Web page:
Stan McCoy was, until recently, the lead negotiator on "intellectual property" for the US Trade Representative -- making him the main guy behind ACTA and the horrific intellectual property sections of the TPP and TTIP agreements. Then, last year, he jumped ship exactly where you'd expect him to go: becoming a lobbyist for the MPAA. McCoy, as we've noted, has a history of condescension and mocking towards anyone expressing concern for "the public," rather than "the industry" which pays his bills.
So, it should come as little surprise at all that, in his current role, he's out there trotting out more bogus claims that ignore reality, in order to push the agenda of his employer. In a blog post discussing his appearance on a panel in the UK, McCoy insists that he's busting the myth that there's piracy because the content isn't available from authorized sources:
We need to bust the myth that legal content is unavailable. Creative industries are tirelessly experimenting with new business models that deliver films, books, music, TV programs, newspapers, games and other creative works to consumers. In Europe, there are over 3,000 on-demand audio-visual services available to European citizens. According to a recent KPMG report, 86% of the most popular and highest quality films and television series are available across legal digital platforms to UK consumers.
Okay, so this is McCoy's attempt at mythbusting. And it fails, pretty miserably, as TorrentFreak's Ernesto showed with just a little bit of effort. He went and looked at the top 10 most downloaded films last week and busted McCoy's weak attempt at mythbusting:
Click through for TorrentFreak's clickable chart
And, of course the KPMG study that McCoy relies on is quite misleading as well, since it actually found that over 80% of the top movies are not available on Netflix, by far the most popular service. That means that if people actually wanted to see the movies they want, they face a fragmented, confusing market, in which they'd need to sign up for a bunch of different services with different limitations to actually see what they want.
In other words, despite the MPAA pretending otherwise again and again, it remains a simple fact that the lack of availability and convenience on authorized services has a difficult time competing with the availability and convenience of unauthorized offerings. The same thing has been true for well over a decade. The music industry has mostly figured this out, so why can't the movie industry?
Of course, what McCoy can't really say is the truth: the movie industry can't readily adapt because it will piss off the theaters. The recording industry couldn't more fully embrace the internet until the old record stores finally lost their power, and the studios are held back by the theaters nowadays. Of course, the MPAA could and probably should be trying to help transition to the future by pushing back against the theaters' outdated views and explaining to them how they can also easily compete with home viewing by providing a better in-theater experience. But that takes real work. Instead, the MPAA's focusing on "content protection" because that way it retains a reason to exist.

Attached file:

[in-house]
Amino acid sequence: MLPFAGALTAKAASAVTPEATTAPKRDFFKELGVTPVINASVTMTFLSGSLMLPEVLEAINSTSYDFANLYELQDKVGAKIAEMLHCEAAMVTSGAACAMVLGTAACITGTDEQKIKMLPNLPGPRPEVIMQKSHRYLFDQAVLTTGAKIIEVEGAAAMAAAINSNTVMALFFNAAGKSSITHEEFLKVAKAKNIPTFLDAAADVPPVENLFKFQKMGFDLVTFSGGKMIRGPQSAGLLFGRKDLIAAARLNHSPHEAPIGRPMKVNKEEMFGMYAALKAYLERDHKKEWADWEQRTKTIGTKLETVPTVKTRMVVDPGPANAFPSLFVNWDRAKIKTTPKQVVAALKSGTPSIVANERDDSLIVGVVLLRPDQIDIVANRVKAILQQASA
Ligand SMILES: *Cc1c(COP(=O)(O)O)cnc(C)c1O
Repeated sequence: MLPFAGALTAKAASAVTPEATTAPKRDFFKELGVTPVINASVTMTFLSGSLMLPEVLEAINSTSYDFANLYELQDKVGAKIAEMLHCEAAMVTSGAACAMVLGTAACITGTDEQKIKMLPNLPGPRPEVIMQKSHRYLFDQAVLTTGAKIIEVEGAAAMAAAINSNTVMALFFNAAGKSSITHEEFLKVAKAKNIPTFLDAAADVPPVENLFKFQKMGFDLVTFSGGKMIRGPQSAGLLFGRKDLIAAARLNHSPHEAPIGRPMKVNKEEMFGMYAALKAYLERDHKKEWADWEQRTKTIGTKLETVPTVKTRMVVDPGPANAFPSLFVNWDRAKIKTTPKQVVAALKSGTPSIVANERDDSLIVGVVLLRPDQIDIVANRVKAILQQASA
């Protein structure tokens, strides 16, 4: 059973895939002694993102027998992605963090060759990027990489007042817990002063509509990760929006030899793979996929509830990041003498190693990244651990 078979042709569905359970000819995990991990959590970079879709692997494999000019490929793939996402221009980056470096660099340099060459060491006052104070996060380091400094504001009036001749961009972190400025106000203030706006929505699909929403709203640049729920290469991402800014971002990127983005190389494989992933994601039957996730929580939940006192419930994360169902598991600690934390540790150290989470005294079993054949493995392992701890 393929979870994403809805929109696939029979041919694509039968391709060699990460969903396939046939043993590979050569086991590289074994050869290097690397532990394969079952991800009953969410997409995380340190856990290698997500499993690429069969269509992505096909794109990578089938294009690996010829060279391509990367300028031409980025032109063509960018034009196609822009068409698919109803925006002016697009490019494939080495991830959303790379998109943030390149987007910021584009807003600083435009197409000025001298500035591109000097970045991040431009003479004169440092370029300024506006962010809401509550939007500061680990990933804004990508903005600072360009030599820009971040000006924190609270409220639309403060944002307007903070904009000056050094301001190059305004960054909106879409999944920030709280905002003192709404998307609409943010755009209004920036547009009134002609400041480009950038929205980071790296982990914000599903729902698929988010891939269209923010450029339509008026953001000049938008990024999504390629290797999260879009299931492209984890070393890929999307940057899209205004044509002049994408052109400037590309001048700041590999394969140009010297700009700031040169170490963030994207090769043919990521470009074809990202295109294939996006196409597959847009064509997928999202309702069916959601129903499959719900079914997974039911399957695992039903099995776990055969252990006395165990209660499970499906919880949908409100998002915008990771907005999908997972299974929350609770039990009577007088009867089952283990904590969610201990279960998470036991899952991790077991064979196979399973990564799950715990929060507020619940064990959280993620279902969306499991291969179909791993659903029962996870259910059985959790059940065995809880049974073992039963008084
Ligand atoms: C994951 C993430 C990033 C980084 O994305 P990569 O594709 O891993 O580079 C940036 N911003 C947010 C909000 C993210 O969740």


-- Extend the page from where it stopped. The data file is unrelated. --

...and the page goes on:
Techdirt has written a number of times about growing evidence that good, reasonably-priced streaming services are reducing dramatically the number of illegal downloads in the regions where they are available. One of the countries where that was observed some years ago is Norway. Now, a new report in Music Business Worldwide indicates that things are looking even better for the recorded music business there:
A countrywide survey in December 2014 showed that just 4% of Norwegians under 30 years still used illegal file-sharing platforms to get hold of music.
Even better for the worldwide industry, less than 1% of people under 30 years said that file-sharing was their main source of obtaining music.
The head of the International Federation of the Phonographic Industry (IFPI) in Norway, Marte Thorsby, explains why she thinks that has happened:
"We are now offering services that are both better and more user-friendly than illegal platforms… In [the past] five years, we have virtually eliminated illegal file-sharing in the music industry."
There we have it from the recording industry itself: offer "better and more user-friendly" products and illegal file-sharing just goes away on its own -- no intrusive surveillance, punitive three-strikes or clumsy site blocking required. How much clearer does it have to be?
As we've been covering for a while now, the FAA is doing everything it can to delay nearly all commercial use of drones, despite the many possible innovations drones can lead to. Are there some legitimate safety concerns? Absolutely, but the FAA's approach of "ban everything" and then drip out a few exemptions here and there is problematic. Last year, we wrote about a key test case, involving Raphael Pirker, in which a judge declared that the FAA's ban on drones was illegal (mostly for procedural reasons). A few months ago, that got overturned... and now Pirker and the FAA have settled the matter, with Pirker agreeing to pay $1,100 [pdf] while not admitting to any wrong doing: